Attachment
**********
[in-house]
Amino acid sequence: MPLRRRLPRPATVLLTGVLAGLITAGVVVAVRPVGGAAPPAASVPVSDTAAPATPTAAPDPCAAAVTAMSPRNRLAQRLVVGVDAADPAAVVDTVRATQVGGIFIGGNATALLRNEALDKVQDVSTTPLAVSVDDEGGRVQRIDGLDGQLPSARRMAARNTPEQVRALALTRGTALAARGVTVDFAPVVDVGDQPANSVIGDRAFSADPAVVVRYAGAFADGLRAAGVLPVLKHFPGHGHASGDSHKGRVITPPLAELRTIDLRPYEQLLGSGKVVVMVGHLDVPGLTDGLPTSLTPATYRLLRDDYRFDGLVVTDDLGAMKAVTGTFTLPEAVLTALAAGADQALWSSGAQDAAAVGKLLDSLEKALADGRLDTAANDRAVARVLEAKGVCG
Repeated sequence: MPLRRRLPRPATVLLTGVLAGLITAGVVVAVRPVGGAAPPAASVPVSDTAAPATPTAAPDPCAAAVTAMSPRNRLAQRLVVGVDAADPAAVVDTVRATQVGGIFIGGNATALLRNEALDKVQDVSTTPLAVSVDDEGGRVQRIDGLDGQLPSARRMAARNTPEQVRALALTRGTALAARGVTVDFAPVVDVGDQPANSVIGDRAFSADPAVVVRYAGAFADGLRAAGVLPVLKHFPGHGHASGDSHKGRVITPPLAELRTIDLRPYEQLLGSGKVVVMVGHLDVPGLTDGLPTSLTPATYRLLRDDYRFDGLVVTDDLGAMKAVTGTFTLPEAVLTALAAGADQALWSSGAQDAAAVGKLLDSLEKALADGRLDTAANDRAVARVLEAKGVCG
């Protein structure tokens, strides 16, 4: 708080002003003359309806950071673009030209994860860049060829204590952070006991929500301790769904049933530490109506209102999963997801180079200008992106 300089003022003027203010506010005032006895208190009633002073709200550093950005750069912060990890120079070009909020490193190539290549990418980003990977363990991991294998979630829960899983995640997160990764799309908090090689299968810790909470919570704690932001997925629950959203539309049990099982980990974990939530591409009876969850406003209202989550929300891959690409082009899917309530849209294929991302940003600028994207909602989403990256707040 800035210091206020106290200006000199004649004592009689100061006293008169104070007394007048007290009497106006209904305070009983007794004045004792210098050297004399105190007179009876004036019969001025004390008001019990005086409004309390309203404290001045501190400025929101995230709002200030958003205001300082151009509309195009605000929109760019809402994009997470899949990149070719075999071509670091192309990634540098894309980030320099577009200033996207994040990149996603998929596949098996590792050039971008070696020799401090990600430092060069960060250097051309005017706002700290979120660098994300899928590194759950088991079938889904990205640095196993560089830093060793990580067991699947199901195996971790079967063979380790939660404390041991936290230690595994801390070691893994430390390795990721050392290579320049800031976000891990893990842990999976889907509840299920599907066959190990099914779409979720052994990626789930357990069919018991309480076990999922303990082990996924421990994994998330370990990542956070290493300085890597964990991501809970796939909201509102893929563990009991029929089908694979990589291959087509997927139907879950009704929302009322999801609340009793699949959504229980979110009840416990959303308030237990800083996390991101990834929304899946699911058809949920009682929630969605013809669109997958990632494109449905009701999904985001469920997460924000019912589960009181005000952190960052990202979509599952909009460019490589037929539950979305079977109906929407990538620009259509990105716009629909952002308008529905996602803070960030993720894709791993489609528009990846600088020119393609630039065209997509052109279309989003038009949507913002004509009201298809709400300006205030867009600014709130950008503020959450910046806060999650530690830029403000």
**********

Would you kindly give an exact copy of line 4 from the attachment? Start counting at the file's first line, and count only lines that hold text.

């Protein structure tokens, strides 16, 4: 708080002003003359309806950071673009030209994860860049060829204590952070006991929500301790769904049933530490109506209102999963997801180079200008992106 300089003022003027203010506010005032006895208190009633002073709200550093950005750069912060990890120079070009909020490193190539290549990418980003990977363990991991294998979630829960899983995640997160990764799309908090090689299968810790909470919570704690932001997925629950959203539309049990099982980990974990939530591409009876969850406003209202989550929300891959690409082009899917309530849209294929991302940003600028994207909602989403990256707040 800035210091206020106290200006000199004649004592009689100061006293008169104070007394007048007290009497106006209904305070009983007794004045004792210098050297004399105190007179009876004036019969001025004390008001019990005086409004309390309203404290001045501190400025929101995230709002200030958003205001300082151009509309195009605000929109760019809402994009997470899949990149070719075999071509670091192309990634540098894309980030320099577009200033996207994040990149996603998929596949098996590792050039971008070696020799401090990600430092060069960060250097051309005017706002700290979120660098994300899928590194759950088991079938889904990205640095196993560089830093060793990580067991699947199901195996971790079967063979380790939660404390041991936290230690595994801390070691893994430390390795990721050392290579320049800031976000891990893990842990999976889907509840299920599907066959190990099914779409979720052994990626789930357990069919018991309480076990999922303990082990996924421990994994998330370990990542956070290493300085890597964990991501809970796939909201509102893929563990009991029929089908694979990589291959087509997927139907879950009704929302009322999801609340009793699949959504229980979110009840416990959303308030237990800083996390991101990834929304899946699911058809949920009682929630969605013809669109997958990632494109449905009701999904985001469920997460924000019912589960009181005000952190960052990202979509599952909009460019490589037929539950979305079977109906929407990538620009259509990105716009629909952002308008529905996602803070960030993720894709791993489609528009990846600088020119393609630039065209997509052109279309989003038009949507913002004509009201298809709400300006205030867009600014709130950008503020959450910046806060999650530690830029403000």